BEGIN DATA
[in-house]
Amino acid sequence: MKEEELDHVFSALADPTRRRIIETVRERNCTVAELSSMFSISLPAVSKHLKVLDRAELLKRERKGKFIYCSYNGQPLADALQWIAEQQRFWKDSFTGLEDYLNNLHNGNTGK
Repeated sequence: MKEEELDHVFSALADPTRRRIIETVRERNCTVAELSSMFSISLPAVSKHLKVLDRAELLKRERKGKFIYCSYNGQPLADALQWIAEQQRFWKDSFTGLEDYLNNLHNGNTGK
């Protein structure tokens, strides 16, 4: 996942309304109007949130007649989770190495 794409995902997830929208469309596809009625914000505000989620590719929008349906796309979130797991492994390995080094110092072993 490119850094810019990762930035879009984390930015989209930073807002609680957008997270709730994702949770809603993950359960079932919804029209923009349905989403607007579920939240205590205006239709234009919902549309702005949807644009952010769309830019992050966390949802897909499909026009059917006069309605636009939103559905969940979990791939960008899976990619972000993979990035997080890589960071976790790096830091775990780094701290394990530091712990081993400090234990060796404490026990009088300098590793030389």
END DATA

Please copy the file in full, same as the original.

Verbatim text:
[in-house]
Amino acid sequence: MKEEELDHVFSALADPTRRRIIETVRERNCTVAELSSMFSISLPAVSKHLKVLDRAELLKRERKGKFIYCSYNGQPLADALQWIAEQQRFWKDSFTGLEDYLNNLHNGNTGK
Repeated sequence: MKEEELDHVFSALADPTRRRIIETVRERNCTVAELSSMFSISLPAVSKHLKVLDRAELLKRERKGKFIYCSYNGQPLADALQWIAEQQRFWKDSFTGLEDYLNNLHNGNTGK
């Protein structure tokens, strides 16, 4: 996942309304109007949130007649989770190495 794409995902997830929208469309596809009625914000505000989620590719929008349906796309979130797991492994390995080094110092072993 490119850094810019990762930035879009984390930015989209930073807002609680957008997270709730994702949770809603993950359960079932919804029209923009349905989403607007579920939240205590205006239709234009919902549309702005949807644009952010769309830019992050966390949802897909499909026009059917006069309605636009939103559905969940979990791939960008899976990619972000993979990035997080890589960071976790790096830091775990780094701290394990530091712990081993400090234990060796404490026990009088300098590793030389």